Whether you represent a party requesting email or producing it, the decisions you make on behalf of your client will depend, first and foremost, on the specific "protocol" used to produce, send, and store the emails at issue.
The four most common email protocols are POP, IMAP, MAPI, and HTTP. Even if you are using a consultant to help with electronic discovery, you should have a general understanding of these protocols. Knowing which protocol was used will help you to figure out where relevant information is most likely to be found.
With POP, emails are generally deleted from the server when they are transferred to a user's machine. With HTTP, emails don't reside on a user's machine at all (except, perhaps, in a cache), but are stored on an offsite server. Examples: Gmail and Hotmail. With IMAP and MAPI, selected emails might reside on users' machines, but all will generally be available on an onsite client-managed server.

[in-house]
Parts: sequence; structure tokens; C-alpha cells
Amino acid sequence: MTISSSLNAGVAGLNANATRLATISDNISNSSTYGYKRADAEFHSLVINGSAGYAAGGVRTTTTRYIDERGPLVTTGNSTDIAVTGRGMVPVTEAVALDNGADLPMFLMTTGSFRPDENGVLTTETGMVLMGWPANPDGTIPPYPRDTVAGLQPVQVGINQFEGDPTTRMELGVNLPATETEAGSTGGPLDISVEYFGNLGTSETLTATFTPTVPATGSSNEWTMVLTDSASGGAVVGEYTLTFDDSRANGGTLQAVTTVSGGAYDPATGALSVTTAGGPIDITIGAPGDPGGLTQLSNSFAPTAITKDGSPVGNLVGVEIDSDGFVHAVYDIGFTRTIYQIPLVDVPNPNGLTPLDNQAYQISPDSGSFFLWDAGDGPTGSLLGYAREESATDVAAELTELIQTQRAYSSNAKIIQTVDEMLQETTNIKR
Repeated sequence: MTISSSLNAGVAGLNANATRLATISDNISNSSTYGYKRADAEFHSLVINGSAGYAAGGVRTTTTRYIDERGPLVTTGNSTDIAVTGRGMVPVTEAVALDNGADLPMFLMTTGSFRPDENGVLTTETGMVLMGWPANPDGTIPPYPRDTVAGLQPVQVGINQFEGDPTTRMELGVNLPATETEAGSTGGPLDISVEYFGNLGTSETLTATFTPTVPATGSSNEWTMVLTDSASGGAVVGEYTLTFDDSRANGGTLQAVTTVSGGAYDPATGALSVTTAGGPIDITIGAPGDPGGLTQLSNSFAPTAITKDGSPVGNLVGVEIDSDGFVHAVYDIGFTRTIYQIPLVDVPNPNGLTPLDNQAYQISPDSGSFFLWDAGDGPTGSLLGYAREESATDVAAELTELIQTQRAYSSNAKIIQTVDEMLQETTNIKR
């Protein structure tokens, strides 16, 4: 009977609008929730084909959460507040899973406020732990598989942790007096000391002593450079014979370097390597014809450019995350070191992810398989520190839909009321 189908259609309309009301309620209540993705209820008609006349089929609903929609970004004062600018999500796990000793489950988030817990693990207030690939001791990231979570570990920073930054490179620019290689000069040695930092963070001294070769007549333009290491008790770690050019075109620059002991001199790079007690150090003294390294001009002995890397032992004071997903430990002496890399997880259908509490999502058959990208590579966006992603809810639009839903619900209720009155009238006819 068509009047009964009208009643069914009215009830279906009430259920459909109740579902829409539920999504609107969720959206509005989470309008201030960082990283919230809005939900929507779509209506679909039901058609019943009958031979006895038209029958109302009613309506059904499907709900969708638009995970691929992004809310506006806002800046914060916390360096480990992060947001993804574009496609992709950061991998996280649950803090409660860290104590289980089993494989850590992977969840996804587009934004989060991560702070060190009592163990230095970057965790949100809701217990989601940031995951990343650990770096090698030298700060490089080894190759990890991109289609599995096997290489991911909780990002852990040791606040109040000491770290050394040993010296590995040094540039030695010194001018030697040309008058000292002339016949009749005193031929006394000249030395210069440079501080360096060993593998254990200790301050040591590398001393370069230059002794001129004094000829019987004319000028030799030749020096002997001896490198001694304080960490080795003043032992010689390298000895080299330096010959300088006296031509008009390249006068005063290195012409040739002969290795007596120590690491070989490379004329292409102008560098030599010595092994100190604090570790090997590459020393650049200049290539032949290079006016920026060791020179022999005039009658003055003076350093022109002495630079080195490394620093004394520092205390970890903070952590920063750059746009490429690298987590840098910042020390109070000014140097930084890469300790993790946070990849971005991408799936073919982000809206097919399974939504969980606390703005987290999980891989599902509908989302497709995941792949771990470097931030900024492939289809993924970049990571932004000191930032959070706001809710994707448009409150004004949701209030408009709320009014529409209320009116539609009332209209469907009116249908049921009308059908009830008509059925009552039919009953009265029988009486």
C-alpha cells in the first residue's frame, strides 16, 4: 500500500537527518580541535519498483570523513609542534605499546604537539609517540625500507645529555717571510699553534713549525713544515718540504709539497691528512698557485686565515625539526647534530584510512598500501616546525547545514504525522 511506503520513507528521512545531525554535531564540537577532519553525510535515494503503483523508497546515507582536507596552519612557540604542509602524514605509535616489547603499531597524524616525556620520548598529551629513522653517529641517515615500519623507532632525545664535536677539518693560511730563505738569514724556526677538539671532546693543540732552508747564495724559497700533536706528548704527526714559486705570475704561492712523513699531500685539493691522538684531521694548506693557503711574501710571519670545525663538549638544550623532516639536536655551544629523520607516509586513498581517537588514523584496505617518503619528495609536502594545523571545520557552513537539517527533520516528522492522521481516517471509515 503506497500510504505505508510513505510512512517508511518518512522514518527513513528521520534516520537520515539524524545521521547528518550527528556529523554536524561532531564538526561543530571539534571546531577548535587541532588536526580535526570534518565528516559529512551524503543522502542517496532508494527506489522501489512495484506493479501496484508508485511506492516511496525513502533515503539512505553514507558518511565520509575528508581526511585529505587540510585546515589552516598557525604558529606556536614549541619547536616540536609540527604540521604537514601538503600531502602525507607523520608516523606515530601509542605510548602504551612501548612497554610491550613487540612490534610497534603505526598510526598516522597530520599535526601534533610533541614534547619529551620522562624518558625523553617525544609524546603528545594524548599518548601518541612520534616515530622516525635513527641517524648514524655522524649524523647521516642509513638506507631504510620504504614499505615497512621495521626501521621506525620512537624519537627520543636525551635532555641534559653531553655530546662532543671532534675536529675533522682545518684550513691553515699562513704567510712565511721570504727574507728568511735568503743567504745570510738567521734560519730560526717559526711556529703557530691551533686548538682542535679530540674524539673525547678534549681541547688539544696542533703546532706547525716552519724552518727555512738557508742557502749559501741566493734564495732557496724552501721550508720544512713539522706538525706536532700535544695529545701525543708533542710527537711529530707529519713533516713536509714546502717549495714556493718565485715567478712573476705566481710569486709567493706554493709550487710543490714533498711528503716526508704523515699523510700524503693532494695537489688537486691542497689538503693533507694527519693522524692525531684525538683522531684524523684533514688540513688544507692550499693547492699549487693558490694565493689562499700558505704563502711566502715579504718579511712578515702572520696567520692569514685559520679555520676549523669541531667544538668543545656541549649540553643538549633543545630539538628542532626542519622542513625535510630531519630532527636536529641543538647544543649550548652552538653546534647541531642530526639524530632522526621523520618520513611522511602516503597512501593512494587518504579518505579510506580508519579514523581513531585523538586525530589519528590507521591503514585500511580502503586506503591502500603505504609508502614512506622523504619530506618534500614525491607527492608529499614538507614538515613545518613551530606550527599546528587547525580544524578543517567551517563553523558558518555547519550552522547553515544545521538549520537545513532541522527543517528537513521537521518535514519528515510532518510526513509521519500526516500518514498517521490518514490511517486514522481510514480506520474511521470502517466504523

Whenever possible, consider onsite servers first. As a sort of corporate nerve center, these servers are likely to contain the highest percentage of relevant information. Another advantage is that the information is contained in one place, rather than on a host of personal hard drives. This means you won't have to engage in the expense of doing forensic analysis to uncover deleted messages. Finally, email stored on a server is less likely to be altered after sending.
Of course, emails stored on a server (or backups of the server) may be too numerous to read one by one and will contain a high percentage of duplicates. A consultant can help you with software solutions to remove duplicates and search what's left by keyword.
Source note: Some of the information in this post was derived from "A practical guide to e-mail discovery," by Craig Ball, Trial, October 2005 (not available online).